07 January, 2010

Global Warming & Vegetarian Food

Global warming has reached alarmingly dangerous proportions and governments all over the world now are taking measures to contain it. It is our collective responsibility to join in these efforts in all our capacities to save our precious planet.

A 2006 United Nations report summarized the devastation caused by the meat industry by calling it "one of the top two or three most significant contributors to the most serious environmental problems, at every scale from local to global."(1) Everybody today is aware that the environmental cost for producing a meat-based diet is monumentally higher than a vegetarian one.(2,3) These costs have escalated to enormous proportions and now pose as very disturbing details.(4,5,6)

Additionally, more and more people are increasingly becoming aware of the unhygienic and cruel practises involved in producing meat. Apart from the horrible treatment given to animals reared for meat, they are also injected with harmful chemicals and hormones to add bulk to their bodies(7), which show strong signs of being poisonous for human consumption(8,9). Consequently, health agencies are also recommending people to reduce meat consumption(10).

It has been established that if a small fraction of the population brings down the meat consumption, by even a little bit, it will do wonders for the environment. Leading researchers all over the world have started recommending a vegetarian diet.(11,12)


(1) Livestock's Long Shadow - Environmental Issues and Options is a United Nations report, released by the Food and Agriculture Organisation of the United Nations (FAO) on 29 November 2006 that "aims to assess the full impact of the livestock sector on environmental problems, along with potential technical and policy approaches to mitigation".

(2) New Scientist, 18 July 2007 by Daniele Fanelli. Magazine Issue 2613. The article summarises the conclusions of a study by Akifumi Ogino of the National Institute of Livestock and Grassland Science in Tsukuba, Japan, and colleagues. Their analysis showed that producing a kilogram of beef leads to the emission of greenhouse gases with a warming potential equivalent to 36.4 kilograms of carbon dioxide. It also releases fertilising compounds equivalent to 340 grams of sulphur dioxide and 59 grams of phosphate, and consumes 169 megajoules of energy. In other words, a kilogram of beef is responsible for the equivalent of the amount of CO2 emitted by the average European car every 250 kilometres, and burns enough energy to light a 100-watt bulb for nearly 20 days.

(3) Water Inputs in California Food Production by Marcia Kreith Davis, CA, September 27, 1991.

(4) Livestock and Climate Change by Robert Goodland and Jeff Anhang, November 2009. According to earlier estimates, 7,516 million metric tons per year of CO2 equivalents (CO2e), or 18 percent of annual worldwide GHG emissions were attributed to livestock. But in this report, analysis shows that livestock and their byproducts actually account for at least 32,564 million tons of CO2e per year, or 51 percent of annual worldwide GHG emissions.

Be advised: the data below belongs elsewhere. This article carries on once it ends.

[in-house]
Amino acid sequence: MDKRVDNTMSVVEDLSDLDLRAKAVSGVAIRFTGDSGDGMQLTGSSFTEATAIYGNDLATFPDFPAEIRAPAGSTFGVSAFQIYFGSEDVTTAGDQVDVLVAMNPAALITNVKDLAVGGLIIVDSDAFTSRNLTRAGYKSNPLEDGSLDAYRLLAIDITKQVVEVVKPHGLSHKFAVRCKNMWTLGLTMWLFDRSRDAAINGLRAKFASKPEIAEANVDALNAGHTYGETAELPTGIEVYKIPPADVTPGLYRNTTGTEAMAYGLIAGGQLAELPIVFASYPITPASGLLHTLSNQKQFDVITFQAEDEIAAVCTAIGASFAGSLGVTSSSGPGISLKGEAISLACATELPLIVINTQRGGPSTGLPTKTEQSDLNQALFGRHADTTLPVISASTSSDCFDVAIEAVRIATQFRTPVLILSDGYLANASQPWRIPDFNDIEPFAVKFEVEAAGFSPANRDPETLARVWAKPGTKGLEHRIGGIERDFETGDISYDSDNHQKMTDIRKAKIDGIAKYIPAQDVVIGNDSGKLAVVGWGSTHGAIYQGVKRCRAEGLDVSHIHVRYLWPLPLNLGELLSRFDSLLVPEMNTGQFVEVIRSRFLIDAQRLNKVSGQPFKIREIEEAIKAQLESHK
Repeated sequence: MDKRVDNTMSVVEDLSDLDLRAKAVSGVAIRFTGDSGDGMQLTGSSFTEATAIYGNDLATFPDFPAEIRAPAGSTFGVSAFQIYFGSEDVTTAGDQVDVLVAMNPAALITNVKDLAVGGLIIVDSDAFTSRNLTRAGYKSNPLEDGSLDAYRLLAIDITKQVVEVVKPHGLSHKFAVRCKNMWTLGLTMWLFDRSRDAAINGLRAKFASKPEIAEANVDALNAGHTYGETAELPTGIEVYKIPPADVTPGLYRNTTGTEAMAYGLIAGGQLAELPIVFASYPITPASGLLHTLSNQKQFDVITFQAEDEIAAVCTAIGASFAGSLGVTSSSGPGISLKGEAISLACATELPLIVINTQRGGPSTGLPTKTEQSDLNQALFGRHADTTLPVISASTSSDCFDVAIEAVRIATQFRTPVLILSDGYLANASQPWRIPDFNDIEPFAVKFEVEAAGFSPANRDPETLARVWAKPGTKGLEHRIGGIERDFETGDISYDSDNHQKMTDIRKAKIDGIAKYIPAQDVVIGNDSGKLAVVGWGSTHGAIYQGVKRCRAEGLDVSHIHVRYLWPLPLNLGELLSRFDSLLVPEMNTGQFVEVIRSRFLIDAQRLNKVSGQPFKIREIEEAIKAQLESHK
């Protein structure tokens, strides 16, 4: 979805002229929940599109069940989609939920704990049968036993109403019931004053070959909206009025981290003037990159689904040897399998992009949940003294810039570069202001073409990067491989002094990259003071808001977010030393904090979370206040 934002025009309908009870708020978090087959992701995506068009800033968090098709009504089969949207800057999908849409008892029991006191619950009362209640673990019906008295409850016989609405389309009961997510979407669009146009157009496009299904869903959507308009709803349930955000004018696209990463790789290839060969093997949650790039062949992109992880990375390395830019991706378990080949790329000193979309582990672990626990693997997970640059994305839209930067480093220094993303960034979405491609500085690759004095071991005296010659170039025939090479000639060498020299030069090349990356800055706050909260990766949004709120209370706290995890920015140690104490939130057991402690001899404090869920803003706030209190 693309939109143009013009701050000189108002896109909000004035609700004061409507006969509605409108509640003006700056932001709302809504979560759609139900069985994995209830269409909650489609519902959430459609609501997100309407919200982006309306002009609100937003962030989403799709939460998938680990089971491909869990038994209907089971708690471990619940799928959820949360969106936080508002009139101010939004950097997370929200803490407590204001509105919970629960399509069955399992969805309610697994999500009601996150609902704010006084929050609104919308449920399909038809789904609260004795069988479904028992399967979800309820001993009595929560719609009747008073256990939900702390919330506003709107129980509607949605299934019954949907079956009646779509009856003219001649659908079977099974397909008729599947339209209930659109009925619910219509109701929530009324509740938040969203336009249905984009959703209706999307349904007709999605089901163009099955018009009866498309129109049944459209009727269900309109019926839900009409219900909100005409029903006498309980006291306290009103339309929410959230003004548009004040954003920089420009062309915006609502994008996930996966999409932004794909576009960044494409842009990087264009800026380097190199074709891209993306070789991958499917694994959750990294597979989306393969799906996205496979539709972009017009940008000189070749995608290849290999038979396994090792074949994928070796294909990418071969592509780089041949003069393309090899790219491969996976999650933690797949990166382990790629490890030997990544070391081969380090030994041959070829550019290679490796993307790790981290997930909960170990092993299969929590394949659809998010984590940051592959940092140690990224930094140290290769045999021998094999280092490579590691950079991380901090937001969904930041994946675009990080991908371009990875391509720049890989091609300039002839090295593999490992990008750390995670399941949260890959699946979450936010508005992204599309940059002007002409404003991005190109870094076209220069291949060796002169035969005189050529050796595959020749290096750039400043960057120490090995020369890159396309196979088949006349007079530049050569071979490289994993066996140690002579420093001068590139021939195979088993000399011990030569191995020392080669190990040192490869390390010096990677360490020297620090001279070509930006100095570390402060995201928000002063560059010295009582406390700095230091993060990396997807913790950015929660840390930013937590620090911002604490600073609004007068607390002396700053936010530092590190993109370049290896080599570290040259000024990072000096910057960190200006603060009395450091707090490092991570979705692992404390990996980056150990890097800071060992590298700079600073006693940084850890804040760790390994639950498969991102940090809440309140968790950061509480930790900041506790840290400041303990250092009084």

(5) Deforestation in the Amazon by Rhett A. Butler, www.mongabay.com. Between May 2000 and August 2006, Brazil has lost nearly 150,000 square kilometers of forest - an area larger than Greece - of which 80% is used to raise livestock.

(6) Livestock’s Long Shadow, Food and Agriculture Organization of the United Nations, 2006 In all, livestock production accounts for 70% of all agricultural land and 30% of the land surface of the planet.

(7) "Meet your meat" is a film, available at www.meat.org that, graphically, documents the inhumane and unhygienic treatment that animals are put through before being slaughtered.

(8) The U.S. Department of Agriculture (USDA) reports that 70 percent of food poisoning is caused by contaminated animal flesh. Amy Ellis Nutt, “In the Soil, Water, Food, Air,” The [Newark] Star-Ledger, 8 Dec. 2003.

(9) USDA researchers have found that “eating 2 ounces of chicken per day - the equivalent of a third to a half of a boneless breast - exposes a consumer to 3 to 5 micrograms of inorganic arsenic, the element’s most toxic form.” Dennis O’Brien, “Arsenic Used in Chicken Feed May Pose Threat,” The Baltimore Sun, 4 May 2004.

(10) Food, Nutrition, Physical Activity and the Prevention of Cancer: a Global Perspective, also known as the Expert Report, was an expert report published by the World Cancer Research Fund global network in 2007. The report recommends avoiding processed meat for reducing cancer risk.

(11) Lord Stern, author of the 2006 Stern Review on the cost of tackling global warming, predicts that eating meat could in the future become as socially unacceptable as drink driving. The Telegraph, 27 Oct 2009.

(12) Dr Rajendra Pachauri, chair of the United Nations Intergovernmental Panel on Climate Change, which earned a joint share of the Nobel Peace Prize in 2007, said people should have one meat-free day a week if they want to make a personal and effective sacrifice that would help tackle climate change. The Observer, 7 Sep 2008


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